Estimated Decline in Global Lubricant Basestocks Demand Due to Covid-19 Containment Efforts, 2020
Impact on basestock supply
The outbreak of COVID-19 can potentially reduce basestock supply in several ways:
- Basestock producers adjust their supply to match the declining basestock demand. This can either happen in the form of reduced run rates for basestock plants or the temporary/permanent shutdown of operations.
- Some basestock producers may use this time to do a maintenance turnaround.
- Crude oil refineries will run at a lower rates as demand for fuel will decline. This invariably will result in constrained availability of feedstocks to run basestock units.
In response to a decline in demand of 5.0 million to 10.0 million tonnes, there will clearly have to be an impact on basestock supply. From preliminary estimates, the global basestock production in 2019 was around 40 million tonnes, representing an average effective operating rate of approximately 77%-78% (calculated as a fraction of effective capacity after taking into account planned and unplanned outages). If the basestock availability were to drop by 5 million tonnes to match the reduction in demand, the global average operating rate would be reduced to under 70%. Clearly, basestock margins will suffer tremendously at such a steep reduction in operating rates. Therefore, it is anticipated that to adjust basestock availability, both effective capacity and average operating rates will have to drop.
Impact of Covid-19 on Global Basestock Supply under No Change in Capacity, 2020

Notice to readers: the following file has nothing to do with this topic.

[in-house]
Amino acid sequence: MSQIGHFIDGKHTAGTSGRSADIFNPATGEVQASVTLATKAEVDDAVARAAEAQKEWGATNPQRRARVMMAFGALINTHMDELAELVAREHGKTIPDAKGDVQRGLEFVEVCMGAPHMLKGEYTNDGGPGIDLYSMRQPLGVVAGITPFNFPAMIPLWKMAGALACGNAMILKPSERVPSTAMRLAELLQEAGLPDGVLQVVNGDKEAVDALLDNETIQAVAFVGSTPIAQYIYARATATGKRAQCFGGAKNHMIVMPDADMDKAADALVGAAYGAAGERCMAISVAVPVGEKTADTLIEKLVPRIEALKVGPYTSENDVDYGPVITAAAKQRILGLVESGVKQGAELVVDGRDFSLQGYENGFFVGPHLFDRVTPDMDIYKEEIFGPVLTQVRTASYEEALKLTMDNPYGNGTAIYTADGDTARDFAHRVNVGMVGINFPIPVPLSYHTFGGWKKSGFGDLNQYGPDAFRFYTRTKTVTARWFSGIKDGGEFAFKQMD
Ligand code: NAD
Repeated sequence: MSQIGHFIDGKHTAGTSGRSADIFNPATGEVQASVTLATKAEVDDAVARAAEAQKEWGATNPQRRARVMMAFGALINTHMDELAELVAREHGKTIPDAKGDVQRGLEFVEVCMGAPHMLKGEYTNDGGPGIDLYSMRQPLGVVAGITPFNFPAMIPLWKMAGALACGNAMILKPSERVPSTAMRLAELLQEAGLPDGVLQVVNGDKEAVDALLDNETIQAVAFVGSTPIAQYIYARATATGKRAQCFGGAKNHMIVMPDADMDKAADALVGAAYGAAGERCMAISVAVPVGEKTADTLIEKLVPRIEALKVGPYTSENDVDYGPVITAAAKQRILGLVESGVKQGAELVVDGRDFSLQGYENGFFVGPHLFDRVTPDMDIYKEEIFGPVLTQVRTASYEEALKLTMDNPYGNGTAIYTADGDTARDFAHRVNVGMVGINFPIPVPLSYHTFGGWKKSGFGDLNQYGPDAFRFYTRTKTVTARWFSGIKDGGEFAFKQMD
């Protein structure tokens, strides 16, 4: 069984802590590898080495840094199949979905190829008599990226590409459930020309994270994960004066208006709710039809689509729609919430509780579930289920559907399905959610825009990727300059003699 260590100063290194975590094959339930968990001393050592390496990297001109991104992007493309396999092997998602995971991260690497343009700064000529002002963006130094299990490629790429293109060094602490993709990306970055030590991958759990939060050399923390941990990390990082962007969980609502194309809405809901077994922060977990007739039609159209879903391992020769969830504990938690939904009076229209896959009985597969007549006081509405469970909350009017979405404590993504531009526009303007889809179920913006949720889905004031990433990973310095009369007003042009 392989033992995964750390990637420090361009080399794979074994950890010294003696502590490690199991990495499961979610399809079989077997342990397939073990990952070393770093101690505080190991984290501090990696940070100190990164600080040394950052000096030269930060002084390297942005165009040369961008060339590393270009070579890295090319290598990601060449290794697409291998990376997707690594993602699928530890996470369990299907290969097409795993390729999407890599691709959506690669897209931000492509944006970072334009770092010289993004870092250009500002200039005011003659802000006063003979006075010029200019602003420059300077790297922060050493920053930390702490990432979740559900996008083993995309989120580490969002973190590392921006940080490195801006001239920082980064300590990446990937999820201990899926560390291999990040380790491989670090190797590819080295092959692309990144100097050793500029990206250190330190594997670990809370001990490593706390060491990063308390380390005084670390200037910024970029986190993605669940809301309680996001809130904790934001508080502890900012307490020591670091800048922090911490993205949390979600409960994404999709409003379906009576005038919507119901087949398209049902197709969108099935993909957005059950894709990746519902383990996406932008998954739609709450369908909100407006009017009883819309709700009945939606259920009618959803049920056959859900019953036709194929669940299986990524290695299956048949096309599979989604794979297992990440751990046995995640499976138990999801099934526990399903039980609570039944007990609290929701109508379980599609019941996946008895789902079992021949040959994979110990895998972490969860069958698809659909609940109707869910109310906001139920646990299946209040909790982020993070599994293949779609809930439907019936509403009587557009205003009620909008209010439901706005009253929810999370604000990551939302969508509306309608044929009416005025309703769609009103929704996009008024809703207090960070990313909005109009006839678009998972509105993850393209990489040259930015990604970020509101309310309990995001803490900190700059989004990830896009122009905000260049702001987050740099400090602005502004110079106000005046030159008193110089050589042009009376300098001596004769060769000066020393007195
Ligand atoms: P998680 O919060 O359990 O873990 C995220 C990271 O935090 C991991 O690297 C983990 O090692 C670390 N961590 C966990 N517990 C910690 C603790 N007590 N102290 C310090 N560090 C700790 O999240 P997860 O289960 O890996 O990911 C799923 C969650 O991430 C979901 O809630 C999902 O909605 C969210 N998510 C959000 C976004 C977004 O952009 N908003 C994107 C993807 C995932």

Such changes in basestock supply can potentially alter the basestock landscape permanently. For instance, basestock supply disruption in Europe will reduce Group I availability, motivating blenders in Europe and AME to search for alternatives— most likely, Group II. Such formulation shifts are permanent because of the cost associated with the shift.
An inevitable fallout of the current turmoil will be the deferring or shelving of planned basestock capacities. Such plans have been impacted by a double whammy of plummeting basestock demand and unfavorable economics arising because of the decline in crude oil prices. In many instances, basestock addition/expansion was a part of the overall refinery expansion plans. In a low crude oil prices scenario, several of these plans may have been rendered economically unviable. Any plan which hasn’t yet moved to the construction phase is likely to be re-evaluated. Around 3.5 million to 4.0 million tonnes of new basestock capacity was planned to be added globally over the next five years. Of this, more than half is in the planning stage. Thus, at least 2.0 million to 2.5 million tonnes of new capacity plans may be deferred or canceled.
A sharp decline in basestock demand is expected due to COVID-19. The actual magnitude of this decline will depend on the length and severity of the lockdown. While the decline in demand will be first borne by Group III/III+, owing to its higher usage of PCMO products, in the longer lockdown situation, Group I demand will suffer the most; it will be closely followed by Group II. This decline in demand will be accompanied by a decline in availability of basestocks. The supply disruptions could significantly alter trade positions for various regions, and blenders in some regions could face availability issues. This could potentially alter blending preferences and approaches followed in these regions as well. Because of the global supply-demand situation, much of the new planned capacity plans could be put on hold until the market environment improves. Further, the current market situation will result in some of the excess basestocks capacity being retired.